Naino, Naino!: Spanish Gipsy Soul Funk 1971/1978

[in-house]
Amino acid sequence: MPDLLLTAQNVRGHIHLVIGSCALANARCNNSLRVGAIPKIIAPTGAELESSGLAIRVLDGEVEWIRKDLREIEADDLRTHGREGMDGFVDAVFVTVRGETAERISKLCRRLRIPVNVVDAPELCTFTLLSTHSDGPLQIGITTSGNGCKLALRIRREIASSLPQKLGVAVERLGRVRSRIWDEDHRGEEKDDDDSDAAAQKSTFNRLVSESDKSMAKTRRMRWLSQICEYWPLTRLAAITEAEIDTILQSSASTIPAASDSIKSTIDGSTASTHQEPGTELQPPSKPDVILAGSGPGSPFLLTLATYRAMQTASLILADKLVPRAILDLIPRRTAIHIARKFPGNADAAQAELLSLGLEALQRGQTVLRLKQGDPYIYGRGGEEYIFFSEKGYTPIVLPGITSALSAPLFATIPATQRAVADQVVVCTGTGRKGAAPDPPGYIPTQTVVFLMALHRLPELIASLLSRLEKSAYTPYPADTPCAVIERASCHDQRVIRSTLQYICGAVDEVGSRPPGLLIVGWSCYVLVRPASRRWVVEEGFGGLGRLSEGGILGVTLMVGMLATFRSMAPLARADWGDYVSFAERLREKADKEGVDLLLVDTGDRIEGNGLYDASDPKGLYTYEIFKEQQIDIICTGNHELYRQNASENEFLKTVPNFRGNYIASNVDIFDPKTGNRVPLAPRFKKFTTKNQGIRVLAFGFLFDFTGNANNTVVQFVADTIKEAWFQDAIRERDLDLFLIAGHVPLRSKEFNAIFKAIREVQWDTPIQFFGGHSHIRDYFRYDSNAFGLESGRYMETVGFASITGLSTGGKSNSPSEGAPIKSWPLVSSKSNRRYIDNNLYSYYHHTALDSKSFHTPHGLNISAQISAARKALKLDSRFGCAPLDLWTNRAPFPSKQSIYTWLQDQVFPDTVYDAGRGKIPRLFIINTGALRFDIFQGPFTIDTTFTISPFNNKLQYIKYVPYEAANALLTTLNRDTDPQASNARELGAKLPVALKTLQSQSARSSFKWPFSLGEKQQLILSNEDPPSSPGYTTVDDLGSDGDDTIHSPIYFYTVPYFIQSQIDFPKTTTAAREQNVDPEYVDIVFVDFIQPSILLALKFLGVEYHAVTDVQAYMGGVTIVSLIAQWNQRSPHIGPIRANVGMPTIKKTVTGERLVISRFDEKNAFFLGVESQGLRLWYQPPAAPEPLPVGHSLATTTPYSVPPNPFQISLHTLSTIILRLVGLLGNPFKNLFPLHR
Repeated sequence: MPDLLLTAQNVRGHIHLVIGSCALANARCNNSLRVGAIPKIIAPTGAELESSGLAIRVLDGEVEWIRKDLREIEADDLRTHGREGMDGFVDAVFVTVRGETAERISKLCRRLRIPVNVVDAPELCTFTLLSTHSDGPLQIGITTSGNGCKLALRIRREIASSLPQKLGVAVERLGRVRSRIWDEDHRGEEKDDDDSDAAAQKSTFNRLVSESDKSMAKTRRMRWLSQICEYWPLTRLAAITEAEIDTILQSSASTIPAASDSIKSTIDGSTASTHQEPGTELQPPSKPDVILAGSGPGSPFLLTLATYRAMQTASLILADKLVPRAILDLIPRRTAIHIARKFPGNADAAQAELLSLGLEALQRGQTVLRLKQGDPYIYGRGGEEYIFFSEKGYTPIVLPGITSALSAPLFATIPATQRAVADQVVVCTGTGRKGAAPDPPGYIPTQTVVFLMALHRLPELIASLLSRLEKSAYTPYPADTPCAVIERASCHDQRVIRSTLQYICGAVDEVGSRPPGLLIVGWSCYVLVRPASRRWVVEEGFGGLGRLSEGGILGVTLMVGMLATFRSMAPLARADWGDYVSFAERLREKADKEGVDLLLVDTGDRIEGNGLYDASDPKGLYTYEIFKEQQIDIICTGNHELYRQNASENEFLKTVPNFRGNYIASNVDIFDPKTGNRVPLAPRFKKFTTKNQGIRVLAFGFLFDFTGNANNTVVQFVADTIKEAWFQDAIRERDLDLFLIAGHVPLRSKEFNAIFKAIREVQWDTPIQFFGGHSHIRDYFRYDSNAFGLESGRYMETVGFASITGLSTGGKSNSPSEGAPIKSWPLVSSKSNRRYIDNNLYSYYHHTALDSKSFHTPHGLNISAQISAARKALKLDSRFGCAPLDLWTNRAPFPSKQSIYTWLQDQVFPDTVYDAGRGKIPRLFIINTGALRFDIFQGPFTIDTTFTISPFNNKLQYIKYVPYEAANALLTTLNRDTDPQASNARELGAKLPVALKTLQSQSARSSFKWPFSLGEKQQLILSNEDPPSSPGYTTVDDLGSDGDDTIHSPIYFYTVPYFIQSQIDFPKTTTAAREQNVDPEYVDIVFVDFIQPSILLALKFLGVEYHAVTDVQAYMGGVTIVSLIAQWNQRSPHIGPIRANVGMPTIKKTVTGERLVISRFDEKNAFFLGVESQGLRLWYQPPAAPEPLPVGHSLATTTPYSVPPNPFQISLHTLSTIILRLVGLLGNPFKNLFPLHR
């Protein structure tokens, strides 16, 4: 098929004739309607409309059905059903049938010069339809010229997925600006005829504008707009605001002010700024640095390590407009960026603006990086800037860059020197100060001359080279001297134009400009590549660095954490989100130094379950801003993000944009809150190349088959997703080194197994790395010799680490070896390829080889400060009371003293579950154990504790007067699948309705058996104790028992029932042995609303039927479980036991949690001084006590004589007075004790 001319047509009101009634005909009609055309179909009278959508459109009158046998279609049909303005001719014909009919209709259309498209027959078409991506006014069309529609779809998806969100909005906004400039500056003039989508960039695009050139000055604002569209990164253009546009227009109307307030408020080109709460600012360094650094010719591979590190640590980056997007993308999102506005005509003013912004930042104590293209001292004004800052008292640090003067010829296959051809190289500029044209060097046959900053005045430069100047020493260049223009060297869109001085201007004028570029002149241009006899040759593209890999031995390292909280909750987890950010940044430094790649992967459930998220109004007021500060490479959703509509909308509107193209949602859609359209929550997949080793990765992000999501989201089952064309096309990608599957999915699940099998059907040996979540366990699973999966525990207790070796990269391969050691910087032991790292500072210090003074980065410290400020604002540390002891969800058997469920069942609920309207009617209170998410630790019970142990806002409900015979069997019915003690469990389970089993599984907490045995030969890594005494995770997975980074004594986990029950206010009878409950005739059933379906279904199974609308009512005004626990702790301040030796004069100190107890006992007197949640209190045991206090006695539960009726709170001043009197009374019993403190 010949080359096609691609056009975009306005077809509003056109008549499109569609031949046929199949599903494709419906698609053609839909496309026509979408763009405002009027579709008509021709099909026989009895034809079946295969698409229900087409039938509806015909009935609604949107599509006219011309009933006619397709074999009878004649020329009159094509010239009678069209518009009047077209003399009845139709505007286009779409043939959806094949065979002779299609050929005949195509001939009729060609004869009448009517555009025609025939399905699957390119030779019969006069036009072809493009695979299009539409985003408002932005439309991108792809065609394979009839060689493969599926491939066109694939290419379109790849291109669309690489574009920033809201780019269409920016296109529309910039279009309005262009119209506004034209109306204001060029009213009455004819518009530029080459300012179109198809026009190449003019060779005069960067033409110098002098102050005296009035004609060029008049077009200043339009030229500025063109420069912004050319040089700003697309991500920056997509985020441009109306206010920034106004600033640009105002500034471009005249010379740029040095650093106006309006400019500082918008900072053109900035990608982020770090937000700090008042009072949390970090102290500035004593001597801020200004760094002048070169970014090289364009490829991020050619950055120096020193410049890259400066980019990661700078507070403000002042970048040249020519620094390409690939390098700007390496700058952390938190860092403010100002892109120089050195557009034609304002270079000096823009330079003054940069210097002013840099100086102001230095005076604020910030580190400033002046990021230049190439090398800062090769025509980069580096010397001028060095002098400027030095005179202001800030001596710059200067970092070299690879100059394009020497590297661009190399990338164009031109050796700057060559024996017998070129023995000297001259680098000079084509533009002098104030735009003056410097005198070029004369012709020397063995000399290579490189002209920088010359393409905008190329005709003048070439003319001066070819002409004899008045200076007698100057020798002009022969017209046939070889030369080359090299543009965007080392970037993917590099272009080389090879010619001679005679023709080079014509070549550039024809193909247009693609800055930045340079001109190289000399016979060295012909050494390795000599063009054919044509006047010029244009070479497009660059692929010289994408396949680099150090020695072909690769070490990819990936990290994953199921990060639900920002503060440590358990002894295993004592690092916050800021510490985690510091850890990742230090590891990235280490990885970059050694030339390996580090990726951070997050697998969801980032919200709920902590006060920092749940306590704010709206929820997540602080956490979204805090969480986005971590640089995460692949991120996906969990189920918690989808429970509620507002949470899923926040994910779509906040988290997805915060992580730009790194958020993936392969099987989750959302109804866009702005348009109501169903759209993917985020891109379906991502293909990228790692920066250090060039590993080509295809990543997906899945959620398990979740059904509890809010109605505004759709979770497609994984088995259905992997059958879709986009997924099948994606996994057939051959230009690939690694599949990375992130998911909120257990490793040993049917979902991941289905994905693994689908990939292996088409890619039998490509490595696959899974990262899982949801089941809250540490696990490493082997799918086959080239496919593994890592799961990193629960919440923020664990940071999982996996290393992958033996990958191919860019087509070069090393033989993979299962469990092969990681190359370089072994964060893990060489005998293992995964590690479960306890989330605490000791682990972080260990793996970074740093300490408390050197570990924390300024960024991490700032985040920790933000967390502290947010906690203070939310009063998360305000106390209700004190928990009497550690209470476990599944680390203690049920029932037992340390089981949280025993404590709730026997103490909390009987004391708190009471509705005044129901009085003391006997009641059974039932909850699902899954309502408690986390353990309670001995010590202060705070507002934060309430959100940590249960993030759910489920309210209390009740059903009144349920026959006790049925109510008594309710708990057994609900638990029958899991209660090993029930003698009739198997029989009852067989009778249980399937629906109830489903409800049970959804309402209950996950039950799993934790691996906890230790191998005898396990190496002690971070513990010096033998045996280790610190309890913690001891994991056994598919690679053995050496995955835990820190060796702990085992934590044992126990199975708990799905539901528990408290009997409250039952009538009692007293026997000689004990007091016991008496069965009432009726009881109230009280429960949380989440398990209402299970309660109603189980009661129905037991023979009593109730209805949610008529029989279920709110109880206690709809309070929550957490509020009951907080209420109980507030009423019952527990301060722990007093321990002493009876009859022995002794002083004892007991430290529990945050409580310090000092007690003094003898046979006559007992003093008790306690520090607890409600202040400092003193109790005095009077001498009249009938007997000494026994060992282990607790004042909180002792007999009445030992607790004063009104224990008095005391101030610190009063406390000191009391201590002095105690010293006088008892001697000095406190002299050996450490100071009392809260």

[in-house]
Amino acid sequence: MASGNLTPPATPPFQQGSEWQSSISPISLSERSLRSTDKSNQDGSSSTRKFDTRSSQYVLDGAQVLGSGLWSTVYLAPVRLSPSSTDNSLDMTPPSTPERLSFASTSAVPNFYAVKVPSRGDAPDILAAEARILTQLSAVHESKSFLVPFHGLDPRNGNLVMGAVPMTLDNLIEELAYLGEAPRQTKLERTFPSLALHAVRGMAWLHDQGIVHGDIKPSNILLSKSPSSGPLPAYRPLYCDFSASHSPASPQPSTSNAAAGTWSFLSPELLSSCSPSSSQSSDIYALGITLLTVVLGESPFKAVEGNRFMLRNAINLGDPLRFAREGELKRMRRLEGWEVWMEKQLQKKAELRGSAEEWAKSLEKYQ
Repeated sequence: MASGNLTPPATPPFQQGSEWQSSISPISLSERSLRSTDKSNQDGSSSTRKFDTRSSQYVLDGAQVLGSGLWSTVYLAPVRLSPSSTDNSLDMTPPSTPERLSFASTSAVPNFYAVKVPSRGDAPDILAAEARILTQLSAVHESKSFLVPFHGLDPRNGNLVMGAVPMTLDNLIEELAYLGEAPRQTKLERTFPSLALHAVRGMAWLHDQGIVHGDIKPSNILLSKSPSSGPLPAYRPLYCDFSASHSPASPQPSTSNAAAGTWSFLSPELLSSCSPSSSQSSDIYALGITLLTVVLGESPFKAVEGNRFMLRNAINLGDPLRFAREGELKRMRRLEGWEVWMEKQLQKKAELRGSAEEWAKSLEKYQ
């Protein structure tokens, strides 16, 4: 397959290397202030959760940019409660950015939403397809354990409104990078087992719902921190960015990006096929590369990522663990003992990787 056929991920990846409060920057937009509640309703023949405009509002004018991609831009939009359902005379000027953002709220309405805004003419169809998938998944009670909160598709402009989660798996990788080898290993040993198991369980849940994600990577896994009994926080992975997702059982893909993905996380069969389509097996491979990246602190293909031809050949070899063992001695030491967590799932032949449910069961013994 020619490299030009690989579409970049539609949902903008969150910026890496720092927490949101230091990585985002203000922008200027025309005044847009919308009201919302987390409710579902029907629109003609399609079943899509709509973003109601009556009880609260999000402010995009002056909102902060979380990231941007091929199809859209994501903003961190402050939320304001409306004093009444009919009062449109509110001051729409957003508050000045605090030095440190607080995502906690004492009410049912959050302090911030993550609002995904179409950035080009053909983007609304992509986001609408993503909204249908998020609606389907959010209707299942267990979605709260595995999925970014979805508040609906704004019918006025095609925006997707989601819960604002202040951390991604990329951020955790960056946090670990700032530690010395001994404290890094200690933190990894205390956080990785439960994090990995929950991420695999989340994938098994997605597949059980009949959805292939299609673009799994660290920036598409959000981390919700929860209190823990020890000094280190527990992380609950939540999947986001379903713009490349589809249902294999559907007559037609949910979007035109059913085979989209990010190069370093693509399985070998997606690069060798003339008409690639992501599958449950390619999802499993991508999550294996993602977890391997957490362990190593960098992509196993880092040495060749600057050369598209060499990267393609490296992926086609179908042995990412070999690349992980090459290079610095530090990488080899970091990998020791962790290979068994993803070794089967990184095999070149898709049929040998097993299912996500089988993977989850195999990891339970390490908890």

Flamenco rumba fusion which in the hands of intrepid producers becomes Catalan rumba under the influence of sounds coming from Cuba and Puerto Rico in the early 1960s, rumba pop under the umbrella of the British Invasion and American pop of the late 1960s, and disco rumba with the arrival funk and disco from the USA in the mid-1970s. Everything happens thanks to a flourishing record industry located mainly in Barcelona with labels such as Belter, Discophon, or Vergara. After the death of the fascist, sanguinary dictator Paquito Franco in November 1975, the international record industry establishes in Madrid through major labels CBS, RCA, and a new fusion led by producer Jose Luis de Carlos and labeled as gipsy rock, caño roto or, in the flamenco field, especially in couplets, flamenco pop. As Oriol Farràs pointed in the previous volume (ADC 003LP, 2108), rumba moved from tablaos to discotheques, understanding the concept of discotheque at that time with a slightly different meaning and less conditioned style-wise. The selection on offer here complements volume one. Starting with an A side packed with floor fillers, with Peret's "Chavi" as the top example of gypsy funk fusion under production of Josep María Bardagí and Josep "Rabbit Rumba" Cunill, and four examples of the answer to that sound as produced by Jose Luis de Carlos, showing the four cardinal points of this fusion success: Las Grecas, Los Chorbos, El Luis, and Chango. De Carlos transforms the sound of Madrid's flamenco artists spicing it with soul, rock, glam, dub, funk, disco, and gospel. These five opening tunes alone could feed a whole scholar course on the possibilities of rumba fusion and its incredible dance potential. Back to the record. There are not only examples of Afro-American flavored fusions. Progressive rock and Anglo-American psychedelia of the seventies are also influences represented here. They started a path that would later be known as "rock progresivo andalúz" (Andalusian progressive rock) with a crowded band scene and a hardcore hash impregnated following. But before reaching that point, here are some early efforts on side B. Synth-fueled rumba with Canterbury sound inspired electric guitars. A sound that, as it happened with rumba funk and flamenco pop, also had its moment of glory with the arrival of bands and solo artists such as Triana, Gualberto, Smash, Storm, or Medina Azahara, or even the more blues-rock oriented Pata Negra. Also features Dolores Vargas "La Terremoto", Bambino, Tony El Gitano, Mundo Gitano, Tonino Y Sus Rumberos, Los Troncos, Los De La Trocha, Morucha, Paco Paco.